The long-delayed reunion of any family can provide the basis for a three act play, particularly if there are more than a few skeletons in the closet. And in Paul Oakley Stovall’s riveting new dramedy, Immediate Family, the Bryant family is suddenly forced to unpack some deeply closeted emotions, resulting in hair pulling, a broken wine glass, and more than a few well placed laughs.
The last time the notions of sexual orientation and race were addressed together on Goodman’s Owen stage was in a controversial play by Thomas Bradshaw called Mary back in early 2011. The angle Bradshaw took to make his point — about how difficult it is to be a gay man in the African American community — was so bent, people left the theatre disoriented, angry and more than a touch offended. (I, for one, loved the play.)
In Immediate Family, Stovall takes a much more digestible approach, with the crux of this sitcom-esque family drama being the reveal that the prodigal son Jesse (Phillip James Brannon) isn’t just gay (the family, which consists of his siblings as mother and father have long passed, already knows that, much to his surprise), or that he’s planning to marry his partner, but that his partner, Kristian (Patrick Sarb), is (SPOILER ALERT!) white … and a Swede. And, surprise!, he’ll be joining the family wedding.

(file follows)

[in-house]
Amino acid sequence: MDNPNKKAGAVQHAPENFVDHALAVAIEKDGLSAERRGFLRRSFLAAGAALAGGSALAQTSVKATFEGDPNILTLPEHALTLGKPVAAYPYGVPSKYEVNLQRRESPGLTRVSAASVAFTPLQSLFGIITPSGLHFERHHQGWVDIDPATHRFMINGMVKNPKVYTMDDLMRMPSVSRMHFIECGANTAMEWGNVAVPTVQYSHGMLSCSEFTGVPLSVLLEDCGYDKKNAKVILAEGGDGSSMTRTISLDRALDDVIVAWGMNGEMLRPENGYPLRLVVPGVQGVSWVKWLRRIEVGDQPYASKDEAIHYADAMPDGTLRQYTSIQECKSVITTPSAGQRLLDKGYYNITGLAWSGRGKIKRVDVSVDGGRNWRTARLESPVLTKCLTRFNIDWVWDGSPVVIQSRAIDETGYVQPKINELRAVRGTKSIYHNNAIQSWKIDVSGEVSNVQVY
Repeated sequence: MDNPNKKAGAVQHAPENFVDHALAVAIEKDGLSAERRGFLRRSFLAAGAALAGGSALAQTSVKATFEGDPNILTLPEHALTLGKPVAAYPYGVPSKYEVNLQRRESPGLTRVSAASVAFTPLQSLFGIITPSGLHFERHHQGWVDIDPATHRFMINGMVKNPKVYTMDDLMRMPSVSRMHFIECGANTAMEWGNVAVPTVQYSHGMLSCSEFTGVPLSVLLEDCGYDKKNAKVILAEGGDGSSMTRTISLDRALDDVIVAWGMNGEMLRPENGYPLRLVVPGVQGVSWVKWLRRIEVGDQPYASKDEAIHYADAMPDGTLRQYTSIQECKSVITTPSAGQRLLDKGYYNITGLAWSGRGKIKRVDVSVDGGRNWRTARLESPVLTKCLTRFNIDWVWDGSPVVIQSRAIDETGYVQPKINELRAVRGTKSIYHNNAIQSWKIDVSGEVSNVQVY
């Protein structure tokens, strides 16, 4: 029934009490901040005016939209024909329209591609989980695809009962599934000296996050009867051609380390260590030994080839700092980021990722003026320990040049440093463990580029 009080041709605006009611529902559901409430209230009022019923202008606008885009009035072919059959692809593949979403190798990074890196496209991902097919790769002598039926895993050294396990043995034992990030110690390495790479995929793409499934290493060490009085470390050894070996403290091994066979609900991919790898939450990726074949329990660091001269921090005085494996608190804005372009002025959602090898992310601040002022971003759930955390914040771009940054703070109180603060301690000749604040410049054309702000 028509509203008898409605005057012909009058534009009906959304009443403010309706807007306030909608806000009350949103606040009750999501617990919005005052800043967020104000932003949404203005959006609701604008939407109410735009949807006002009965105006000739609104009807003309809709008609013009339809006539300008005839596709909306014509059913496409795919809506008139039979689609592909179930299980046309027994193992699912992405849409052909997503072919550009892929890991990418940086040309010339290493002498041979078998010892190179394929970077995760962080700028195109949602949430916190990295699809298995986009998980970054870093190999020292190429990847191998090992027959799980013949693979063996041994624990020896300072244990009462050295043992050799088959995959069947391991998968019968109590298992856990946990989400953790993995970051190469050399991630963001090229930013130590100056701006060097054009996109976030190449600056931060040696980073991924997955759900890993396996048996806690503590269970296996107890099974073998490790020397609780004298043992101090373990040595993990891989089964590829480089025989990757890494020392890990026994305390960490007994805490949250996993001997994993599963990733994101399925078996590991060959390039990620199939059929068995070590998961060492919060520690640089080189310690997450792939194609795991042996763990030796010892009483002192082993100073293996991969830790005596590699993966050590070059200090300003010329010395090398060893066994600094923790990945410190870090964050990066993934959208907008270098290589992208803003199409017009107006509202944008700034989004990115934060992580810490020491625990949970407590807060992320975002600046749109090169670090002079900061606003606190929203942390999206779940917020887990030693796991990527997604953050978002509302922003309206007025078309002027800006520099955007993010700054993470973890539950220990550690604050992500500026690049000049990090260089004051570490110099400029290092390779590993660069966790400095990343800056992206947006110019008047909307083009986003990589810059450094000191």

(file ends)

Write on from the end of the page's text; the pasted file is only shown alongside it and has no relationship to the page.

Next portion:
Yes, in Stovall’s hands supported by Phylicia Rashād’s spot-on direction, this is much more than a mere riff on the “guess who’s coming to dinner” trope. Rather, the deeply closeted Jesse, who has extracted himself from his family to live his life, is suddenly forced to make bold choices about who he wants to be vs. what people believe him to be. And through fearless acting combined with a smart and savvy script, we are on edge as we watch this fiercely loyal family attempt to keep it together in the face of vast misunderstandings about values, choice and love.
The core strength of this piece are the well-developed characters who each have a distinct point of view. In addition to Jesse we have Jesse’s younger brother Tony (Kamal Angelo Bolden) who supports his brother but just doesn’t want it flaunted at his wedding (the reason for this family reunion); his half-sister Ronnie (Cynda Williams) who embraces Jesse and his partner unequivocally mainly due to empathy caused by her painfully ostracized upbringing (her constant drinking doesn’t hurt, either); and his “sister” Nina (J. Nicole Brooks), an out-and-proud, tell-it-like-it-is lesbian who’s Jesse’s fiercest supporter.
Finally, we have the hardened and wearily defensive older sister Evy (Shanésia Davis), who, as the family’s self-appointed matriarch, clings to history and tradition with a vice’s grip while choosing to turn a blind eye to the obvious. It’s the relationship between Jesse and Evy that ignites the stage with a climactic showdown that, the night I saw it, elicited spontaneous applause from the audience. Thrilling stuff.
Honestly, this was one of the strongest plays I’ve seen this season, and the cast tears. it. up. I urge you, take a visit with Immediate Family soon.
“Immediate Family” plays through August 5 at Goodman’s Owen Theatre. More info here >;
3 thoughts on “Family values turned upside down in riveting and riotous ‘Immediate Family’”
Hey, Bob, I’m so glad that you liked “Immediate Family” as well. It’s one of the best plays I’ve seen this year.
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